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## Re: [Amps] Regulated filament current

 To: Re: [Amps] Regulated filament current "Jim Garland" <4cx250b@miamioh.edu> Thu, 3 Sep 2015 21:46:14 -0600 mailto:amps@contesting.com>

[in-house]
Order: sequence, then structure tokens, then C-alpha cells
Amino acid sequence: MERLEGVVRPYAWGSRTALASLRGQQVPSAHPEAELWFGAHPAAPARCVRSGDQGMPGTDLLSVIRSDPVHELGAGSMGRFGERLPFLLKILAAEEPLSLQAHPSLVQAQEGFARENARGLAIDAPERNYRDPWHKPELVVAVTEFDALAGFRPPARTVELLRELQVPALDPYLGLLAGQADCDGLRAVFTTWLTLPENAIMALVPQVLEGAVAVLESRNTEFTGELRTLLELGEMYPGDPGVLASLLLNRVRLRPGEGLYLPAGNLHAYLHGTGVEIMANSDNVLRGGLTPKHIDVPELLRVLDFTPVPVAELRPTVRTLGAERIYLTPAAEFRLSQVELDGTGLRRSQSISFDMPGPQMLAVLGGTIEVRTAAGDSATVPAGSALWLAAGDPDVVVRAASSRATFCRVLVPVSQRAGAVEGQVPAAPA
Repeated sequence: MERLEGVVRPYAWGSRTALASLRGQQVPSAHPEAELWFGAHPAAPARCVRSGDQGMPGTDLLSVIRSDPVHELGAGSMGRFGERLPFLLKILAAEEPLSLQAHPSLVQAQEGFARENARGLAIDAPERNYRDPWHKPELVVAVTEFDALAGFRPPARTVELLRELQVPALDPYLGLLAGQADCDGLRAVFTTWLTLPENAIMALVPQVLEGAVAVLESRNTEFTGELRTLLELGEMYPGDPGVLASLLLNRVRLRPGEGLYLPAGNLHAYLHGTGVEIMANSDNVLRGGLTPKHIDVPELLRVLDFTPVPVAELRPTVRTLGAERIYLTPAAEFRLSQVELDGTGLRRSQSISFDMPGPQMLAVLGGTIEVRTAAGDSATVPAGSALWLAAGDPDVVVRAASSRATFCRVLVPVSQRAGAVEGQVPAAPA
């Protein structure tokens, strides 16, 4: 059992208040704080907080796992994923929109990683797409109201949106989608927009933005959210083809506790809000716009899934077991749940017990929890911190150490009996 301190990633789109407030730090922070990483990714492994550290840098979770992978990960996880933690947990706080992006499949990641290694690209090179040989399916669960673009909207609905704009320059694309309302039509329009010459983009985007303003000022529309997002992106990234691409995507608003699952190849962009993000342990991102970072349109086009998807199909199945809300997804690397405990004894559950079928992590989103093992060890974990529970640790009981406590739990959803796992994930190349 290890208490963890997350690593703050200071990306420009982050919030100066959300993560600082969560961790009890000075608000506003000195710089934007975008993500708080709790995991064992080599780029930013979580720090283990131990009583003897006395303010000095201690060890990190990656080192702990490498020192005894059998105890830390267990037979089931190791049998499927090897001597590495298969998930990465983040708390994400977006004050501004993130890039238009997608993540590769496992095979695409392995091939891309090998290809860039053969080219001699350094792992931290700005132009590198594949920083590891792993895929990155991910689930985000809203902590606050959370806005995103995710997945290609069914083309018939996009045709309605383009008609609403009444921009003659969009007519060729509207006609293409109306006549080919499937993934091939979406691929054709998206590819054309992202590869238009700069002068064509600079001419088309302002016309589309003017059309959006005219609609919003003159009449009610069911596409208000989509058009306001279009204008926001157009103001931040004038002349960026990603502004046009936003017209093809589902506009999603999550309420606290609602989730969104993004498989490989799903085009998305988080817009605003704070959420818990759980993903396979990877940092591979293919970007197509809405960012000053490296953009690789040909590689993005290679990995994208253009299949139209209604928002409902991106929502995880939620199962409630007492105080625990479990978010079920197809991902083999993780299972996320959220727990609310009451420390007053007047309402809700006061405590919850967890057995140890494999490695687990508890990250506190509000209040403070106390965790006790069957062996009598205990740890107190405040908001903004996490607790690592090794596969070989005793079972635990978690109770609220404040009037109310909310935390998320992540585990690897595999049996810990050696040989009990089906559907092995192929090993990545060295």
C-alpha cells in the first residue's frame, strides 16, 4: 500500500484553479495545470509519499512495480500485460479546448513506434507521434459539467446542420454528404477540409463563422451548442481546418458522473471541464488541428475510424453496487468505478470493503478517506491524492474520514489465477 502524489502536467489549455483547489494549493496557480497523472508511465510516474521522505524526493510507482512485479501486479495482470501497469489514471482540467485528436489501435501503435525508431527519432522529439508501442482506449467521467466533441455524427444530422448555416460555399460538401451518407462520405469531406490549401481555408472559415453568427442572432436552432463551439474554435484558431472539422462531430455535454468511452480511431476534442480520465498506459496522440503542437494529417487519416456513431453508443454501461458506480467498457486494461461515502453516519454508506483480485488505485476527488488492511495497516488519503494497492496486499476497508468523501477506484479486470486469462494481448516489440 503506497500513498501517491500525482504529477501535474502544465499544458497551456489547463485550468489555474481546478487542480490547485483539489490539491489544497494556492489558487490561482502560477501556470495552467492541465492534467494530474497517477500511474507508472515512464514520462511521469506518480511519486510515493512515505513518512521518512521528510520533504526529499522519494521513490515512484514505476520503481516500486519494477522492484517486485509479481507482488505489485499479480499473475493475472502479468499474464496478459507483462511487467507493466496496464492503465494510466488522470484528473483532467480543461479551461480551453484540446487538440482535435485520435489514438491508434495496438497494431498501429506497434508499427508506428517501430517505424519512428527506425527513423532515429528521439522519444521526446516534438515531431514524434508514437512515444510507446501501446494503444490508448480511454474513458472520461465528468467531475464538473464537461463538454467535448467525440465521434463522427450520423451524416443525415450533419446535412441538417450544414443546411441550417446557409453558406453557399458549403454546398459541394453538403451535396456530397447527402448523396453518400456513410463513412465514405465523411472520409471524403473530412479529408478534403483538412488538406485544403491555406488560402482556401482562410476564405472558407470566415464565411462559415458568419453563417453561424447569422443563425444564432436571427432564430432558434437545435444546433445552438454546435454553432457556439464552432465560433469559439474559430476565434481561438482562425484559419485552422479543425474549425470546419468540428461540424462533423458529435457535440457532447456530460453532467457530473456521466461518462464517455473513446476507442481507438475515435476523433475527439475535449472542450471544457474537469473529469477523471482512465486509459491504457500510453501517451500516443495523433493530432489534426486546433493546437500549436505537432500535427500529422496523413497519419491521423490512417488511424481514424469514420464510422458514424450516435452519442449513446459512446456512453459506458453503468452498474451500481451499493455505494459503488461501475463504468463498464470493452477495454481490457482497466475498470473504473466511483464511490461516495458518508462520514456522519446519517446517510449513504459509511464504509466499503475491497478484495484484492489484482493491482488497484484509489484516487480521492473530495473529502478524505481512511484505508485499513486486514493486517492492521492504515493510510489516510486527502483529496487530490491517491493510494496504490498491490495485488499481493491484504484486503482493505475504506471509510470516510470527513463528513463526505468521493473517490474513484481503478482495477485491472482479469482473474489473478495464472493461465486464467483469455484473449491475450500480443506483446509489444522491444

```I'm still a bit uncertain whether Bob W4OAS is speaking about a constant current power supply, or a constant voltage power supply which has current limiting. They're very different creatures, but as a practical matter, it may not make much difference, because either can be used to power a filament without any current surge at startup. Just to make sure we're all on the same page, here's how I normally describe the two types of power supplies: 1. Constant Current Supply: One sets the desired current Io, and the voltage adjusts itself to whatever is required in order to fix that current, even if the load resistance varies all over the place, including R=0 (a short circuit). A theoretically ideal CC supply has an infinite output impedance, which means that if you graph the current output as a function of the voltage output on an I-V curve (with I being the vertical axis), you get a horizontal line at Io, as the output voltage varies from zero to infinity. A horizontal line means deltaV/delta I = infinity, which is the dynamic output impedance of the supply. (Remember, we're talking "ideal" here!). In a real CC supply, the line is horizontal (or nearly so) only up to some maximum volage Vo, which is called the compliance voltage. Vo is the maximum voltage a CC Supply can source. 2. Constant Voltage Supply: One sets the desired voltage Vo, and the current adjusts itself to whatever is required in order to fix that voltage, even if the load resistance varies all over the place, including R= infinity (an open circuit). A theoretically ideal CV supply has zero output impedance, which means that on an I-V graph the curve is a vertical line at Vo, parallel to the I-axis, all the way from I=0 to I= infinity (again, theoretically speaking). In a real-world CV supply, the line is vertical only up to some maximum limiting current Io. In other words, if you power your transceiver with a regulated 12 Volt/30 Amp power supply, that's a real-world constant voltage supply with roughly zero output impedance at any current below 30 Amps. 3. Constant Voltage - Constant Current Supply: Most bench power supplies are CV-CC supplies, which means one has two adjustments, one for the output voltage, and the other for the output current limit. For this kind of supply, there is a smooth crossover between constant voltage operation (for load resistance R>Ro), and constant current operation (for load resistance R > One great advantage to current limited filament supplies is there will > be no large surge of current when powered up, unlike voltage source > supplies. > > 73, Bill W6WRT _______________________________________________ Amps mailing list Amps@contesting.com http://lists.contesting.com/mailman/listinfo/amps ```
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